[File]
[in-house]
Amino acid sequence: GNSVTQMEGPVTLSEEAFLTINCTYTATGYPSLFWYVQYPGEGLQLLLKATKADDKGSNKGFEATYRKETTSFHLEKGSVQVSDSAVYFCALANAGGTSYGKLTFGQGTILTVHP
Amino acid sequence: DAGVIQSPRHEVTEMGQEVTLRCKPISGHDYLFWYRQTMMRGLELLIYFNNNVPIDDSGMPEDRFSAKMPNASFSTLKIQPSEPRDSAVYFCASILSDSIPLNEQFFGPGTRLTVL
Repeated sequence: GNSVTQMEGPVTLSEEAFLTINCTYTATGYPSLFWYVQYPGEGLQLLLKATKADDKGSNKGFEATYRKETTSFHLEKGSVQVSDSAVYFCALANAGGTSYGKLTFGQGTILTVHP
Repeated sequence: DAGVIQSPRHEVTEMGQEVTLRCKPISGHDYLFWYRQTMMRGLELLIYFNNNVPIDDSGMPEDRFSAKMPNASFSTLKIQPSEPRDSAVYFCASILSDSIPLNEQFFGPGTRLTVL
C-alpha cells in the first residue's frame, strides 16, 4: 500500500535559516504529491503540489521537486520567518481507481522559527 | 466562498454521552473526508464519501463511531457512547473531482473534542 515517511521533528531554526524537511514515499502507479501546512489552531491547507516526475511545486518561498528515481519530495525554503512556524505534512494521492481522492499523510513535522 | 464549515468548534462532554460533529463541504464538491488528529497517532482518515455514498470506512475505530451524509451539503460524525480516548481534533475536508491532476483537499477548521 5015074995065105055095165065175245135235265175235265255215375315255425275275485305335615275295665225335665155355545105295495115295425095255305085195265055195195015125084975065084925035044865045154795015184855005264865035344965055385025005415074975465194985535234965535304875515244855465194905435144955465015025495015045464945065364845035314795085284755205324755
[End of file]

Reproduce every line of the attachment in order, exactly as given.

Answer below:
[in-house]
Amino acid sequence: GNSVTQMEGPVTLSEEAFLTINCTYTATGYPSLFWYVQYPGEGLQLLLKATKADDKGSNKGFEATYRKETTSFHLEKGSVQVSDSAVYFCALANAGGTSYGKLTFGQGTILTVHP
Amino acid sequence: DAGVIQSPRHEVTEMGQEVTLRCKPISGHDYLFWYRQTMMRGLELLIYFNNNVPIDDSGMPEDRFSAKMPNASFSTLKIQPSEPRDSAVYFCASILSDSIPLNEQFFGPGTRLTVL
Repeated sequence: GNSVTQMEGPVTLSEEAFLTINCTYTATGYPSLFWYVQYPGEGLQLLLKATKADDKGSNKGFEATYRKETTSFHLEKGSVQVSDSAVYFCALANAGGTSYGKLTFGQGTILTVHP
Repeated sequence: DAGVIQSPRHEVTEMGQEVTLRCKPISGHDYLFWYRQTMMRGLELLIYFNNNVPIDDSGMPEDRFSAKMPNASFSTLKIQPSEPRDSAVYFCASILSDSIPLNEQFFGPGTRLTVL
C-alpha cells in the first residue's frame, strides 16, 4: 500500500535559516504529491503540489521537486520567518481507481522559527 | 466562498454521552473526508464519501463511531457512547473531482473534542 515517511521533528531554526524537511514515499502507479501546512489552531491547507516526475511545486518561498528515481519530495525554503512556524505534512494521492481522492499523510513535522 | 464549515468548534462532554460533529463541504464538491488528529497517532482518515455514498470506512475505530451524509451539503460524525480516548481534533475536508491532476483537499477548521 5015074995065105055095165065175245135235265175235265255215375315255425275275485305335615275295665225335665155355545105295495115295425095255305085195265055195195015125084975065084925035044865045154795015184855005264865035344965055385025005415074975465194985535234965535304875515244855465194905435144955465015025495015045464945065364845035314795085284755205324755